Again, and if you don't have your outcome set up for those big discussions, you want to make sure that you tread very softly and listen very, very diligently. But in one on one conversations, you can, you know, share a little bit about you and then, you know, ask to share a little bit about them. And you can do the same thing once you've developed that level of trust in your in your team with them in team meetings as well.
Alex Bratty 33:38
Yeah, I love it.
Acknowledging Your Biases
Alex Bratty 33:43
So one last question, because it's sort of been in the back of my mind as we've been having this conversation. Despite everything that we're seeing on social media in the news, despite all the organizations that are making efforts right now, there's still people that will turn around then say, “I'm not racist. I don't have to change anything about what I'm doing.”
And there might even be some organizations where the leadership team kind of feels like, “We don't need to do anything different. We're not racist, so we're fine.” What do you say to people like that?
David Arrington 34:22
I would say that every organization and every human being has work to do. So the notion that you are above having implicit bias or unconscious bias, or the notion that you are somehow inoculated against the institutional bias that fundamentally undergirds our entire society would be a stretch to believe.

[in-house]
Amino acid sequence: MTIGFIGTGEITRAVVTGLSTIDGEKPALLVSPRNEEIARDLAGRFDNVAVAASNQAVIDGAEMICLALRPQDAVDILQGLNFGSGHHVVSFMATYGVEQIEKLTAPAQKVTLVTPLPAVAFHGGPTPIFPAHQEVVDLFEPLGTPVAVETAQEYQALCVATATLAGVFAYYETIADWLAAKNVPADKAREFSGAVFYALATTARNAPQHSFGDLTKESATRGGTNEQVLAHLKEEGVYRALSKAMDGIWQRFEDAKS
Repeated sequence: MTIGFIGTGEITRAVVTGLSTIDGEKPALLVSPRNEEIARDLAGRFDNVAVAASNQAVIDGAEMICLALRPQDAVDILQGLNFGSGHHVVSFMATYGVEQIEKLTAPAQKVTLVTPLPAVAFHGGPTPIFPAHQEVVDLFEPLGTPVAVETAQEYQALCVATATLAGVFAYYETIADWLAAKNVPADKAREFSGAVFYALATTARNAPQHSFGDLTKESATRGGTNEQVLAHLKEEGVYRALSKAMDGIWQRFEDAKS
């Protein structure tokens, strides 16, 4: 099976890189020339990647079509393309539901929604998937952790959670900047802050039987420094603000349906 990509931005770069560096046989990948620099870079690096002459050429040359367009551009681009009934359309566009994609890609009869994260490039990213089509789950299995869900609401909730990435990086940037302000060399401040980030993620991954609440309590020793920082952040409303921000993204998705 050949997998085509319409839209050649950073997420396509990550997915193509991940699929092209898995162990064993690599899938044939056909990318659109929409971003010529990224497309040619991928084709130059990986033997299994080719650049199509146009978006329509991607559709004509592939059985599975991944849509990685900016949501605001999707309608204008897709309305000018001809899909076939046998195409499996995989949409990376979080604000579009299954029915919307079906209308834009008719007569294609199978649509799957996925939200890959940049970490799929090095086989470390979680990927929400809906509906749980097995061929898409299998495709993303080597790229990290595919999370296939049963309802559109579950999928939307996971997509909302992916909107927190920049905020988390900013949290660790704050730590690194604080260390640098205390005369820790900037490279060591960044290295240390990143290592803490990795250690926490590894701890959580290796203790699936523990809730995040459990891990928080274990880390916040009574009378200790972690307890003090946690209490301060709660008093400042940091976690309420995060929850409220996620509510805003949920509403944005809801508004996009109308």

So that would encourage me to think maybe there's a decision here that's different. Maybe your there's an actual decision you're making, to not be inclusive and not be diverse, that would be where my mind would go. And then I would start asking questions to help them realize that, yeah, everybody's got some moves they need to make.
And every person is not racist, every person who has these misunderstandings isn't racist. A lot of times it's just a lack of information.
But now here's the trick. Here's where it comes in. And this is the tough love part, when you are made aware that this type of institutional bias exists. And it's presented to you in living color. (That's a 90’s reference. There you go. You're welcome for that.)
So, if you're, if you're aware, J Lo started on that to be honest, if you if you want to be just a little more- (just another pop culture reference,) but if you want to step back and say, it's not real, after you've heard all of that and seen all of that, then I would think that the bias goes a little deeper, I would think that maybe you got to do a little bit more soul searching. And sometimes you have to be careful of perceptions.